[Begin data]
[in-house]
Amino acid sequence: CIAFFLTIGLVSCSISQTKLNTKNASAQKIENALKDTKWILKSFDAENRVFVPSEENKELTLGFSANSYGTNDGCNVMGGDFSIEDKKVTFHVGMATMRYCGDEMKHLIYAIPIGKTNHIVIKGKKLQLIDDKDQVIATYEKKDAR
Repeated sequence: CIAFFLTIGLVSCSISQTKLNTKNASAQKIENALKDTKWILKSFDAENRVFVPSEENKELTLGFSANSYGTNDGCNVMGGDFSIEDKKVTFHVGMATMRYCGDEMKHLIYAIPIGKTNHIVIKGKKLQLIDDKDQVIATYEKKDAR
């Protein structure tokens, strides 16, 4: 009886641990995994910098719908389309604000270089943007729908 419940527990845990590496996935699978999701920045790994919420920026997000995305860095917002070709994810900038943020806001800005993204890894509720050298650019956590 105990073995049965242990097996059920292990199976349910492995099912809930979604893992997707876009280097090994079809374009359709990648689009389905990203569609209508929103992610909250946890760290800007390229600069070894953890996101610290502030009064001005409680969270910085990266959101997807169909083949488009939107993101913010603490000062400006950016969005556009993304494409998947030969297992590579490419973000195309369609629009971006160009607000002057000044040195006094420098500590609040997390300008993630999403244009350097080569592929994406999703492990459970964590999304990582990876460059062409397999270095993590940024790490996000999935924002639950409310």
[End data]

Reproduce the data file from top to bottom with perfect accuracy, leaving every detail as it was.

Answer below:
[in-house]
Amino acid sequence: CIAFFLTIGLVSCSISQTKLNTKNASAQKIENALKDTKWILKSFDAENRVFVPSEENKELTLGFSANSYGTNDGCNVMGGDFSIEDKKVTFHVGMATMRYCGDEMKHLIYAIPIGKTNHIVIKGKKLQLIDDKDQVIATYEKKDAR
Repeated sequence: CIAFFLTIGLVSCSISQTKLNTKNASAQKIENALKDTKWILKSFDAENRVFVPSEENKELTLGFSANSYGTNDGCNVMGGDFSIEDKKVTFHVGMATMRYCGDEMKHLIYAIPIGKTNHIVIKGKKLQLIDDKDQVIATYEKKDAR
């Protein structure tokens, strides 16, 4: 009886641990995994910098719908389309604000270089943007729908 419940527990845990590496996935699978999701920045790994919420920026997000995305860095917002070709994810900038943020806001800005993204890894509720050298650019956590 105990073995049965242990097996059920292990199976349910492995099912809930979604893992997707876009280097090994079809374009359709990648689009389905990203569609209508929103992610909250946890760290800007390229600069070894953890996101610290502030009064001005409680969270910085990266959101997807169909083949488009939107993101913010603490000062400006950016969005556009993304494409998947030969297992590579490419973000195309369609629009971006160009607000002057000044040195006094420098500590609040997390300008993630999403244009350097080569592929994406999703492990459970964590999304990582990876460059062409397999270095993590940024790490996000999935924002639950409310």